Entrapment survivor advocates OFW rights

Sally, a former OFW, survives grueling work in Lebanon. She was not fed well, and was forced to hide scraps from the kitchen in the garbage, which she would later retrieve and eat.

ADVOCATE. Sally at the World Social Forum on Migration

MANILA, Philippines – In 2006, Sally Claro walked into an employment agency called Green World.

At the time, she was working as a branch collector in small business enterprise and as a freelance agent of PRIMANILA pension plan. A Business Management major, Sally got married during school and was unable to complete her college degree.

“What I wanted, was to have better income for my kids, so that I could send them to school, and buy my own house, and have a little capital to start my own business, so that I could help my husband. But sad to say, that dream was just a dream, it is not a reality, because the reality was a nightmare.”

Sally was told by Green World she had received a job as a receptionist in Lebanon.

“I was at the airport,” said Sally. “I was so confused because I didn’t have my working contract.”

Sally’s passport arrived 10 minutes before boarding. Against her better judgment, she hurriedly signed.

“While we were waiting for the flight, I gave a run-through reading of the contract and i was amazed that it was not my agency. I thought, oh, oh, oh, what’s happening?”

Sally arrived at the Lebanese airport disoriented. Her Lebanese employer threatened to charge Sally US$2,000 if she did not sign a new contract, which was written in Arabic.

“I thought I would be a receptionist in the hotel — but in the (new) contract, I was a domestic helper — and I had to be a nanny, and a caretaker to their bedridden grandmother. I was also a tutor for another daughter. At the same time, I was a manicurist, beautician, I did massage. When they had a client, they just pulled me out, do the massage, pedicure. And I didn’t even get my salary for 11 months.”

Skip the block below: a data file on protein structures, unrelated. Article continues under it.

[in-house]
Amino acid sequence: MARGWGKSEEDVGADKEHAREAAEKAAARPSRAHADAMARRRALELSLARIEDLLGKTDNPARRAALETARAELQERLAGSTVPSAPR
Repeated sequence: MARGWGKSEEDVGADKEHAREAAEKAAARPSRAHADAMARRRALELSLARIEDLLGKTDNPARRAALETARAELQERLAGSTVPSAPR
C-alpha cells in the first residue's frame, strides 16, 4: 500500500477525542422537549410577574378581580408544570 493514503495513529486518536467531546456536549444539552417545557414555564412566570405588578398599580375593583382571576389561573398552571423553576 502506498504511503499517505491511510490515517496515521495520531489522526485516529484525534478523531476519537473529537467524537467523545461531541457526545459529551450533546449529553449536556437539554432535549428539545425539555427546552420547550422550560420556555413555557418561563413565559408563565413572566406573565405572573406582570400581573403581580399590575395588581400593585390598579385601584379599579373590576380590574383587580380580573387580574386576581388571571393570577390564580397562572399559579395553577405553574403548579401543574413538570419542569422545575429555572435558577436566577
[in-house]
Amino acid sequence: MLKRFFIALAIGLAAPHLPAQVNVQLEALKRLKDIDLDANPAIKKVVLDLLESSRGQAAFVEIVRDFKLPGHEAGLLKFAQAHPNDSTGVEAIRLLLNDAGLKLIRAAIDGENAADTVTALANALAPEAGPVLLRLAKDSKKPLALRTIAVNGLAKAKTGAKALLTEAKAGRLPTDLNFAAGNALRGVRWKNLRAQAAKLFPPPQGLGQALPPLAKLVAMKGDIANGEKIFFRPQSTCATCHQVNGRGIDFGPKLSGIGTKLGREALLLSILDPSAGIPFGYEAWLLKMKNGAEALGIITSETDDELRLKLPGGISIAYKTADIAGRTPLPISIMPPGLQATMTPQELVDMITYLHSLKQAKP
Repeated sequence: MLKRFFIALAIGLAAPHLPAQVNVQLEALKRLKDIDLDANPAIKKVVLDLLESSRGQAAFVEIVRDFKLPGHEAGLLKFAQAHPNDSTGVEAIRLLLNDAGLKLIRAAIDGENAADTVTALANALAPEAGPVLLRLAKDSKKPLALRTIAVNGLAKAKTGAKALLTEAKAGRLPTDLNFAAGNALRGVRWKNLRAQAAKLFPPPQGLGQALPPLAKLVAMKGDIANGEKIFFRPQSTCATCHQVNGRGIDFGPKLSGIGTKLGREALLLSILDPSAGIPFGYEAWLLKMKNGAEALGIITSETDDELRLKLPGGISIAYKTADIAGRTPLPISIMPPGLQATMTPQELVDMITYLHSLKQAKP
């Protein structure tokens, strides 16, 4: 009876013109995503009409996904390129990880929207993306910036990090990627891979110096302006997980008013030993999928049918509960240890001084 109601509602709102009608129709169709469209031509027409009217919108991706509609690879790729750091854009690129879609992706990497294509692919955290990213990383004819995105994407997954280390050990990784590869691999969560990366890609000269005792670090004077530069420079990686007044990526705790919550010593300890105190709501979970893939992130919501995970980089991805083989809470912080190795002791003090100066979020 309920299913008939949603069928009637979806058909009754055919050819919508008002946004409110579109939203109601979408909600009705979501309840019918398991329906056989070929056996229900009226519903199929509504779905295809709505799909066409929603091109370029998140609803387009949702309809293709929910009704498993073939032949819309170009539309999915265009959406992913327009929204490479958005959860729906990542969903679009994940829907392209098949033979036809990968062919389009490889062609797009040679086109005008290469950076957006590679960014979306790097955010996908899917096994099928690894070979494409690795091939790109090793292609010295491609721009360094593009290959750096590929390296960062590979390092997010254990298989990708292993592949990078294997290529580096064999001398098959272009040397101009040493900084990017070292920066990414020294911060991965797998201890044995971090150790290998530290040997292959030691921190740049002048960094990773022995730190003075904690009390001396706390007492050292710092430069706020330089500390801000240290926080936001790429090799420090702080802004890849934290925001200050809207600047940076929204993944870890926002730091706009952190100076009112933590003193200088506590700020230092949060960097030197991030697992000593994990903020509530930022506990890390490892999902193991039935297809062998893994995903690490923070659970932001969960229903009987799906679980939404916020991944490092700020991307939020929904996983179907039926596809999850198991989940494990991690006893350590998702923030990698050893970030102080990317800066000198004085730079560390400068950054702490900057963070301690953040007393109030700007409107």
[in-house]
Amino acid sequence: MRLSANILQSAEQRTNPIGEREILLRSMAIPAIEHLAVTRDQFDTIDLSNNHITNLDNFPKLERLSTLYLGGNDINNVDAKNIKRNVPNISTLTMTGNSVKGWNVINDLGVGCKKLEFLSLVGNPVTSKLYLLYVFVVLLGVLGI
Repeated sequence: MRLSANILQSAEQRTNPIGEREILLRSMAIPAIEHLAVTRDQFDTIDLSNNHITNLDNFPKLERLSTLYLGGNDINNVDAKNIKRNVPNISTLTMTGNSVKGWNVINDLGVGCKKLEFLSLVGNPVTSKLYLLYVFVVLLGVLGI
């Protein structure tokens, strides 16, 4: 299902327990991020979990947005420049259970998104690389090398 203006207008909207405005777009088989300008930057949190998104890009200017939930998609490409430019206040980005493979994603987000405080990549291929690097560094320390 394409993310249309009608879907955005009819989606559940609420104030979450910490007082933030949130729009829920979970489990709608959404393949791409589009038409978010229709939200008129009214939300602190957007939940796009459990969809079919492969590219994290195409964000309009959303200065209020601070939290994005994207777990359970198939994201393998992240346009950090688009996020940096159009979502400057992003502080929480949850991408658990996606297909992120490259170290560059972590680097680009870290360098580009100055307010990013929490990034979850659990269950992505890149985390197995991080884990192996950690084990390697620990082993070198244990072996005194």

At that time, Sally mistakenly believed that her employer was sending the money to her family in the Philippines.

“I wanted to call my family,” said Sally, “and every time I asked for permission to make a call she (her employer) would say, we are busy, no time now, later on, later on.”

Sally had no further contact with either the Philippine or Lebanese employment agencies, was denied the chance to phone her family, and was closely watched whenever she left home. Her only contact with the outside world was through another Filipina OFW who worked nearby.

“I was never as free or lucky as her,” said Sally. “I was only allowed to go out if they needed me to clean the salon or hospital. Almost all of the time that I stayed in Lebanon, I was locked in the room — to stay with the grandmother who was bedridden — to be a nanny of the special child, and to clean the whole building.”

Degraded

Meanwhile, Sally’s family was frantically searching for her. They paid P60,000 so that Green World would initiate a search-and-rescue mission. But since hostilities between Lebanon and Israel were ongoing, the agency claimed they could do nothing. With the help of Kanlungan, an organization that assists OFWs, Sally’s familiy contacted the Philippine embassy and Caritas Lebanon, a pro-migrant organization. While the embassy and Caritas initiated searches, Sally’s entrapment worsened.

“At the time, I felt like I was going crazy. I kept on crying and crying. And I was afraid, because I didn’t want to be hit. Every time I made mistakes, she (Sally’s employer) would grab my hair, and she would drag me and beat me, and I didn’t have the power to fight her.”